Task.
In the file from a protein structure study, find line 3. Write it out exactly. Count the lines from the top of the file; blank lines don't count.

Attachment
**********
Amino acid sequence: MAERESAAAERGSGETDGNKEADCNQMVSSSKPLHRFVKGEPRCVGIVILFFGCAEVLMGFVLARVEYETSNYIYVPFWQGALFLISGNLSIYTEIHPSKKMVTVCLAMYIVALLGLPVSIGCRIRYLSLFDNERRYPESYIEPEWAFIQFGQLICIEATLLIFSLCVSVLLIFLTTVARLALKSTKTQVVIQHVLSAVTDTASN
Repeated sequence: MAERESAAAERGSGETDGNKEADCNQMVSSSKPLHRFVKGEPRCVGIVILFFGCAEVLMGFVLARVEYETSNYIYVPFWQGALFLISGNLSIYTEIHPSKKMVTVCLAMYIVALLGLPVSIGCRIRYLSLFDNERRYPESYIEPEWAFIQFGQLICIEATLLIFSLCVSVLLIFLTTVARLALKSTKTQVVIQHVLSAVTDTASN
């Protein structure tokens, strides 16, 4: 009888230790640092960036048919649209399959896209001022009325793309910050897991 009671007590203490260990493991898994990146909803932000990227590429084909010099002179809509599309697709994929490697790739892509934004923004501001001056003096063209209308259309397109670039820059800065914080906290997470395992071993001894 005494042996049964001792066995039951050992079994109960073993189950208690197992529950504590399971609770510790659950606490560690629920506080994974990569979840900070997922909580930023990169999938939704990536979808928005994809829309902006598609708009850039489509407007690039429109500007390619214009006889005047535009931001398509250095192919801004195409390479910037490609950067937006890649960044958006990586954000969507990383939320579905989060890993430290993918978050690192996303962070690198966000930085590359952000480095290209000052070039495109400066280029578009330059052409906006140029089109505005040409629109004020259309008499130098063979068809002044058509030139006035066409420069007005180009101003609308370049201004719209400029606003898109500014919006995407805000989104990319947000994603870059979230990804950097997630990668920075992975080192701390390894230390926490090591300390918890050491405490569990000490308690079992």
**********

């Protein structure tokens, strides 16, 4: 009888230790640092960036048919649209399959896209001022009325793309910050897991 009671007590203490260990493991898994990146909803932000990227590429084909010099002179809509599309697709994929490697790739892509934004923004501001001056003096063209209308259309397109670039820059800065914080906290997470395992071993001894 005494042996049964001792066995039951050992079994109960073993189950208690197992529950504590399971609770510790659950606490560690629920506080994974990569979840900070997922909580930023990169999938939704990536979808928005994809829309902006598609708009850039489509407007690039429109500007390619214009006889005047535009931001398509250095192919801004195409390479910037490609950067937006890649960044958006990586954000969507990383939320579905989060890993430290993918978050690192996303962070690198966000930085590359952000480095290209000052070039495109400066280029578009330059052409906006140029089109505005040409629109004020259309008499130098063979068809002044058509030139006035066409420069007005180009101003609308370049201004719209400029606003898109500014919006995407805000989104990319947000994603870059979230990804950097997630990668920075992975080192701390390894230390926490090591300390918890050491405490569990000490308690079992």